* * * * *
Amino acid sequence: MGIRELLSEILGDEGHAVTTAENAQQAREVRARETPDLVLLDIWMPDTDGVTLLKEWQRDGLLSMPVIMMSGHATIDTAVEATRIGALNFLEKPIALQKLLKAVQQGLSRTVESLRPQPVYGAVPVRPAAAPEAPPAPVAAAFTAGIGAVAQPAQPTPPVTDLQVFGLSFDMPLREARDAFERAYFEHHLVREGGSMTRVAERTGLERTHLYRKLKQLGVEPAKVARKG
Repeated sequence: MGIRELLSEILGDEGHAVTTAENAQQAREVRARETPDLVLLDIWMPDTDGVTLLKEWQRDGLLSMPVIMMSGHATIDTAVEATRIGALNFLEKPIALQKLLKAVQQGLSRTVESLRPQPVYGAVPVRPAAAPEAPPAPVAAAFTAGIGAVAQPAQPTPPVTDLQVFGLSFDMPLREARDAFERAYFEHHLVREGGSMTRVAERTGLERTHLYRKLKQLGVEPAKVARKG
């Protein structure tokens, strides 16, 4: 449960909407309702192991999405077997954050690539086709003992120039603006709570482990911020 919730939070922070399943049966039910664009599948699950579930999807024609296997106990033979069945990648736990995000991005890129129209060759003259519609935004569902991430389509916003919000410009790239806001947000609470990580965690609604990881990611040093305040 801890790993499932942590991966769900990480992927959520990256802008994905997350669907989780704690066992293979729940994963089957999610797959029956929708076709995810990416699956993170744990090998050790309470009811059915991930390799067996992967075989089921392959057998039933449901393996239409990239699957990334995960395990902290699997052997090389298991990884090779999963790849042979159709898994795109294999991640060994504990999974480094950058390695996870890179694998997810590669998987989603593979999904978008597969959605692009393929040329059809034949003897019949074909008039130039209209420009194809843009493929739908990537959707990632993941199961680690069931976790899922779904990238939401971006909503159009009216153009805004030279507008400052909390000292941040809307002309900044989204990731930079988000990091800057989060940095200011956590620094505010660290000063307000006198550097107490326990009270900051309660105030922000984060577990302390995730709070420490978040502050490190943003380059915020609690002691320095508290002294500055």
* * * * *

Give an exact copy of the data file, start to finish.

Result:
Amino acid sequence: MGIRELLSEILGDEGHAVTTAENAQQAREVRARETPDLVLLDIWMPDTDGVTLLKEWQRDGLLSMPVIMMSGHATIDTAVEATRIGALNFLEKPIALQKLLKAVQQGLSRTVESLRPQPVYGAVPVRPAAAPEAPPAPVAAAFTAGIGAVAQPAQPTPPVTDLQVFGLSFDMPLREARDAFERAYFEHHLVREGGSMTRVAERTGLERTHLYRKLKQLGVEPAKVARKG
Repeated sequence: MGIRELLSEILGDEGHAVTTAENAQQAREVRARETPDLVLLDIWMPDTDGVTLLKEWQRDGLLSMPVIMMSGHATIDTAVEATRIGALNFLEKPIALQKLLKAVQQGLSRTVESLRPQPVYGAVPVRPAAAPEAPPAPVAAAFTAGIGAVAQPAQPTPPVTDLQVFGLSFDMPLREARDAFERAYFEHHLVREGGSMTRVAERTGLERTHLYRKLKQLGVEPAKVARKG
């Protein structure tokens, strides 16, 4: 449960909407309702192991999405077997954050690539086709003992120039603006709570482990911020 919730939070922070399943049966039910664009599948699950579930999807024609296997106990033979069945990648736990995000991005890129129209060759003259519609935004569902991430389509916003919000410009790239806001947000609470990580965690609604990881990611040093305040 801890790993499932942590991966769900990480992927959520990256802008994905997350669907989780704690066992293979729940994963089957999610797959029956929708076709995810990416699956993170744990090998050790309470009811059915991930390799067996992967075989089921392959057998039933449901393996239409990239699957990334995960395990902290699997052997090389298991990884090779999963790849042979159709898994795109294999991640060994504990999974480094950058390695996870890179694998997810590669998987989603593979999904978008597969959605692009393929040329059809034949003897019949074909008039130039209209420009194809843009493929739908990537959707990632993941199961680690069931976790899922779904990238939401971006909503159009009216153009805004030279507008400052909390000292941040809307002309900044989204990731930079988000990091800057989060940095200011956590620094505010660290000063307000006198550097107490326990009270900051309660105030922000984060577990302390995730709070420490978040502050490190943003380059915020609690002691320095508290002294500055």